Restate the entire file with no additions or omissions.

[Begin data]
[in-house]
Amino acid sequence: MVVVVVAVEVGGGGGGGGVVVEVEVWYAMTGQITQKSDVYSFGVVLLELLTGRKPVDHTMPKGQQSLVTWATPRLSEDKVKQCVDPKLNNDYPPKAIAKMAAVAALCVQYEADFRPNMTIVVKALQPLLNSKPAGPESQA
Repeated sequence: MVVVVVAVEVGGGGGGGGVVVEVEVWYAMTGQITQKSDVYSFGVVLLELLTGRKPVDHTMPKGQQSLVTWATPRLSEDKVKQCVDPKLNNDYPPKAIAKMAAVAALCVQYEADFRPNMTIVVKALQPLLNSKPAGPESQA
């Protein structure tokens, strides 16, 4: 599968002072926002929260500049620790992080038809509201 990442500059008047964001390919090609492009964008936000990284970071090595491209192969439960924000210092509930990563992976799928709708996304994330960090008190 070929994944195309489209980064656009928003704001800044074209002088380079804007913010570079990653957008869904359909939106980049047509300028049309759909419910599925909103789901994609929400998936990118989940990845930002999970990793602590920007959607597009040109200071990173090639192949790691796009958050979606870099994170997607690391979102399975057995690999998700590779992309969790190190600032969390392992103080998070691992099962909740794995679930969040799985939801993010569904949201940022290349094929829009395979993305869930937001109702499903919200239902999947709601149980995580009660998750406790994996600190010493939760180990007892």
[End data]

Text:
[in-house]
Amino acid sequence: MVVVVVAVEVGGGGGGGGVVVEVEVWYAMTGQITQKSDVYSFGVVLLELLTGRKPVDHTMPKGQQSLVTWATPRLSEDKVKQCVDPKLNNDYPPKAIAKMAAVAALCVQYEADFRPNMTIVVKALQPLLNSKPAGPESQA
Repeated sequence: MVVVVVAVEVGGGGGGGGVVVEVEVWYAMTGQITQKSDVYSFGVVLLELLTGRKPVDHTMPKGQQSLVTWATPRLSEDKVKQCVDPKLNNDYPPKAIAKMAAVAALCVQYEADFRPNMTIVVKALQPLLNSKPAGPESQA
């Protein structure tokens, strides 16, 4: 599968002072926002929260500049620790992080038809509201 990442500059008047964001390919090609492009964008936000990284970071090595491209192969439960924000210092509930990563992976799928709708996304994330960090008190 070929994944195309489209980064656009928003704001800044074209002088380079804007913010570079990653957008869904359909939106980049047509300028049309759909419910599925909103789901994609929400998936990118989940990845930002999970990793602590920007959607597009040109200071990173090639192949790691796009958050979606870099994170997607690391979102399975057995690999998700590779992309969790190190600032969390392992103080998070691992099962909740794995679930969040799985939801993010569904949201940022290349094929829009395979993305869930937001109702499903919200239902999947709601149980995580009660998750406790994996600190010493939760180990007892």